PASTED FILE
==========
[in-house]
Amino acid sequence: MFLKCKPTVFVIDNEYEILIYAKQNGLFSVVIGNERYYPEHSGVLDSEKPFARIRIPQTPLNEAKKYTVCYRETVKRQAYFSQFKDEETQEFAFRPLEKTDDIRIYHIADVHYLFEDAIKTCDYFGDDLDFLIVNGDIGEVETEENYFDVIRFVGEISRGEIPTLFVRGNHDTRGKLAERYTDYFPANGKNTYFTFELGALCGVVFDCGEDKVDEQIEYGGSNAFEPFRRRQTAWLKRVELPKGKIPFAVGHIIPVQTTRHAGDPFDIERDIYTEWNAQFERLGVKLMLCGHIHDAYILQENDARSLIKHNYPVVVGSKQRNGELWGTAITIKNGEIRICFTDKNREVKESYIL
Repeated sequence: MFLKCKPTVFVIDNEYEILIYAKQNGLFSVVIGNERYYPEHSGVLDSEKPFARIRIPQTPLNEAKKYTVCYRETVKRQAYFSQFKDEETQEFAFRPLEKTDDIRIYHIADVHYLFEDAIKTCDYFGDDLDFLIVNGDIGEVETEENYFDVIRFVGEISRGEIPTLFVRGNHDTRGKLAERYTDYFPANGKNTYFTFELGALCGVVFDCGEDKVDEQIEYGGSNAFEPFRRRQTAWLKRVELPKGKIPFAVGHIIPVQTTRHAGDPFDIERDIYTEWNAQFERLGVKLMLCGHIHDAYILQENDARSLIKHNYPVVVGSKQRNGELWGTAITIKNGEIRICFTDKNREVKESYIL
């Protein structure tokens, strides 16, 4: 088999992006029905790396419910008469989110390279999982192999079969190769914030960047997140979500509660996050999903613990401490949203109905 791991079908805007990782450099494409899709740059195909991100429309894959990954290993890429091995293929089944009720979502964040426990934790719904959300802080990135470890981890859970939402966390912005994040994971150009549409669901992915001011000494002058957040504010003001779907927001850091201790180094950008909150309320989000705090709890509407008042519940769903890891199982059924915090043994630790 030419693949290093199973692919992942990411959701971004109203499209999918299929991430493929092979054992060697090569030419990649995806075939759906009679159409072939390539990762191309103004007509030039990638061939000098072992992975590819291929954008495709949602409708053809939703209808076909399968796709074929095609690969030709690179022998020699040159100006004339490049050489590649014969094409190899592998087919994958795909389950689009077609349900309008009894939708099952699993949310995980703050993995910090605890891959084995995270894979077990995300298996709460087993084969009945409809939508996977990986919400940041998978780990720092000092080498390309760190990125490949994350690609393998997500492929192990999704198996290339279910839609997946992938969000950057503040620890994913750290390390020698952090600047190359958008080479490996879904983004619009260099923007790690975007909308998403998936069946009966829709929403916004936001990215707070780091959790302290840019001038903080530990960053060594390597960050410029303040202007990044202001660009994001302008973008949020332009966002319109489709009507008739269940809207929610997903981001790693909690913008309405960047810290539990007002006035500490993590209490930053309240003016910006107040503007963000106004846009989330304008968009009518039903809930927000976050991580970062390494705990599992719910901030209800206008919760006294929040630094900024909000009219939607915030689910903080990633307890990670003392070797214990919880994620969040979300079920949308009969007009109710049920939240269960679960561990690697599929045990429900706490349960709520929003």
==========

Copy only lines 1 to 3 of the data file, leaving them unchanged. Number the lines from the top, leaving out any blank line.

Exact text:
[in-house]
Amino acid sequence: MFLKCKPTVFVIDNEYEILIYAKQNGLFSVVIGNERYYPEHSGVLDSEKPFARIRIPQTPLNEAKKYTVCYRETVKRQAYFSQFKDEETQEFAFRPLEKTDDIRIYHIADVHYLFEDAIKTCDYFGDDLDFLIVNGDIGEVETEENYFDVIRFVGEISRGEIPTLFVRGNHDTRGKLAERYTDYFPANGKNTYFTFELGALCGVVFDCGEDKVDEQIEYGGSNAFEPFRRRQTAWLKRVELPKGKIPFAVGHIIPVQTTRHAGDPFDIERDIYTEWNAQFERLGVKLMLCGHIHDAYILQENDARSLIKHNYPVVVGSKQRNGELWGTAITIKNGEIRICFTDKNREVKESYIL
Repeated sequence: MFLKCKPTVFVIDNEYEILIYAKQNGLFSVVIGNERYYPEHSGVLDSEKPFARIRIPQTPLNEAKKYTVCYRETVKRQAYFSQFKDEETQEFAFRPLEKTDDIRIYHIADVHYLFEDAIKTCDYFGDDLDFLIVNGDIGEVETEENYFDVIRFVGEISRGEIPTLFVRGNHDTRGKLAERYTDYFPANGKNTYFTFELGALCGVVFDCGEDKVDEQIEYGGSNAFEPFRRRQTAWLKRVELPKGKIPFAVGHIIPVQTTRHAGDPFDIERDIYTEWNAQFERLGVKLMLCGHIHDAYILQENDARSLIKHNYPVVVGSKQRNGELWGTAITIKNGEIRICFTDKNREVKESYIL